Well, the Australian federal election is over. Kevin Rudd has conceded defeat, and Tony Abbott has triumphed. To kick off this new term and new government, here is a wrap of what has transpired and what is to come:

  • Kevin Rudd conceding:

 

 

  • Tony Abbott's victory speech:

 

 

  • Michelle Grattan sums up what we knew as of midnight (there is obviously a lot of counting and formalising yet to do):
  • The government suffered a two-party swing of 3.6% with the Coalition getting a two party vote of 53.5% to Labor’s 46.5%.The ALP primary vote fell by 4.6% to about 34%, an historic low.

    Labor has lost at least 15 seats and the Coalition has gained at least 17. Last night with some seats still in doubt the Coalition had about 88, and Labor about 54.

  • But while the Coalition has a healthy result in the House, it does not look as good in the Senate. This is especially important, due to the Coalition's pledge to go to a double dissolution if they cannot repeal Carbon Pricing. Here are the Senate results as of 8am:

 

 

  • The Australian Financial Review's Laura Tingle says the Minor Parties are the real story of this election:
  • Tony Abbott has won a decisive victory but the utter thumping that Labor deserved, after three years of melodrama and chaos, was ameliorated by voters opting to spray their votes over minor parties rather than simply being prepared to switch to the Coalition.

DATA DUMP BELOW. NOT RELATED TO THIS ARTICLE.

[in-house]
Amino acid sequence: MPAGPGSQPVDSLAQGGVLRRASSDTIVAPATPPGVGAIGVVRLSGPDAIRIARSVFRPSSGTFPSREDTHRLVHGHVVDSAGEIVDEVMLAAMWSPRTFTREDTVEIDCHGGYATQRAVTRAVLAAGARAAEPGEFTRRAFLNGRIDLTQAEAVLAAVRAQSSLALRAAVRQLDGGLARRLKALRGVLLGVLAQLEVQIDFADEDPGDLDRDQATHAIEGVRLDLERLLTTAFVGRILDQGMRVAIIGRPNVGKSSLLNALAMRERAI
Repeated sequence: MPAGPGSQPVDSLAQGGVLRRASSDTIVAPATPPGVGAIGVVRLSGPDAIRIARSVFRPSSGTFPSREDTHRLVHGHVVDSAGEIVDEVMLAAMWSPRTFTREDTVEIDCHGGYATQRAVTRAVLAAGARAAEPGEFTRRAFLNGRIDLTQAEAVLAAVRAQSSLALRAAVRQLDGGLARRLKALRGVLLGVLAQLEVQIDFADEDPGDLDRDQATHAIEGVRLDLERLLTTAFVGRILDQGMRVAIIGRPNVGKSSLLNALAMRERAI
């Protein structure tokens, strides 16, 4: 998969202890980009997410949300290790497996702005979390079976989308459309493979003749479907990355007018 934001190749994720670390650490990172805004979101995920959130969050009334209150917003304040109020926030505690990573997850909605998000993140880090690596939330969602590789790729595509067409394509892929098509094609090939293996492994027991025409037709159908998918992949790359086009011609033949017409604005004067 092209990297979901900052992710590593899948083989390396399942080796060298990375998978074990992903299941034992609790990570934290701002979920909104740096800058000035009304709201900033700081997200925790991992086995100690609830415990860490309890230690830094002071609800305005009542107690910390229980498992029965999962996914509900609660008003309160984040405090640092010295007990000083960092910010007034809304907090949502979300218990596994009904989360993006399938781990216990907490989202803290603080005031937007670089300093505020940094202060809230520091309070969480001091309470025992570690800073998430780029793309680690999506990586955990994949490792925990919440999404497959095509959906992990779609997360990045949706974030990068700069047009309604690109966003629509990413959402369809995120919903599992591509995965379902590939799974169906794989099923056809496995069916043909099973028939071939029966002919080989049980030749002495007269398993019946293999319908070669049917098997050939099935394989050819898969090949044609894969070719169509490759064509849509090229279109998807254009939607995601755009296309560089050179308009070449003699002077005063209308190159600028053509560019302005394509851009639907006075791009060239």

• Professor Carol Johnson asks what Labor's legacy really is:
  • Coalition supporters will no doubt remember the Gillard government through the prism of debt and dysfunction. This is despite the Coalition’s own belated acknowledgement in its costings that returning to surplus is no easy task in a time of falling government revenue.

    By contrast, the Labor faithful will remember the Rudd and Gillard governments as ones that did attempt to deal with key challenges of the 21st century. They did have a substantial record of reforming legislation and did attempt to sustain growth with fairness in immensely challenging economic times.

  • Greg Craven, Vice Chancellor at the Australian Catholic University, has a different, and more personal, account of Tony Abbott:
  • As a public personality, our new prime minister is an involuntary paradox. On the one hand, Tony Abbott is one of the most discussed people in Australia. On the other, much of the discussion is so ill-informed that it conceals, rather than illuminates.

Obviously, there is much more to come.